SEOUL (Reuters) - Shares in South Korean memory chipmakers Samsung Electronics Co Ltd and SK Hynix Inc rose on Wednesday as investors bet on production cuts due to curbs on the export of key materials from Japan, analysts said.
Samsung and SK Hynix are the companies hardest hit by the Japanese restrictions, the latest salvo in a diplomatic row between Seoul and Tokyo over wartime forced labor.
While the curbs will make it difficult in the short term for South Korea’s memory giants to find alternative supplies of the materials, they also could lead to reductions in stockpiles and production which is good news for chip prices.
“In light of Japan’s retaliatory action against us, it could be a chance for us to clear out those chips sitting longer on our storage and utilize this opportunity to keep inventory from piling up,” a source at a major South Korean chipmaker said, requesting anonymity due to the sensitivity of the matter.
Samsung shares were 1.9% higher and SK Hynix stock was up 4.6% as of 0537 GMT, while the broader index was up 0.6%.
Samsung and SK Hynix were considering reducing NAND flash production from as early as this month, the Korea Economic Daily newspaper reported late on Tuesday, citing an unnamed industry source.
The companies denied the report but did not provide further comment.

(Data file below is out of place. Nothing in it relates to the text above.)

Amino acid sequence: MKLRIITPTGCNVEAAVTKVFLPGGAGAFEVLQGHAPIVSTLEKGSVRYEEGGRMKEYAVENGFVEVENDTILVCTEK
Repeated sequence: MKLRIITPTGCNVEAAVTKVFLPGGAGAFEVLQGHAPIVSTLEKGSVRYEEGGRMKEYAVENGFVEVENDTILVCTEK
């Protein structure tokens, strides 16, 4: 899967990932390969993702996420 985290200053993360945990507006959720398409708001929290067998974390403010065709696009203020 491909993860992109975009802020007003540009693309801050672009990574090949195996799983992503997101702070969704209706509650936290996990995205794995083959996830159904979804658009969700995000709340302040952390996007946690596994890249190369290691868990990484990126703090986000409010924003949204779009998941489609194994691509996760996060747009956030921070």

Prices of NAND flash memory chips have fallen sharply over the past year as output grew faster than demand and the U.S.-China trade war played havoc with global markets for electronics like smartphones.
NAND chips are found in mobile devices as well as memory cards, USB flash drives and solid-state drives.
“Our chipmakers are trying to minimize the impact from Japan’s action, but on the other side it can be good timing for our chipmakers to level down their three months of inventories,” said Park Jea-gun, head of the Korean Society of Semiconductor and Display Technology.
Japan said last week it would stop preferential treatment for shipments to South Korea of three materials used in the production of semiconductors and smartphone screens - photoresists hydrogen, fluoride fluorinated, and polyimides.
As a result, Samsung Electronics and SK Hynix are seeking to buy more of the materials from countries like Taiwan or China.
Reporting by Heekyong Yang and Ju-min Park; Editing by Stephen Coates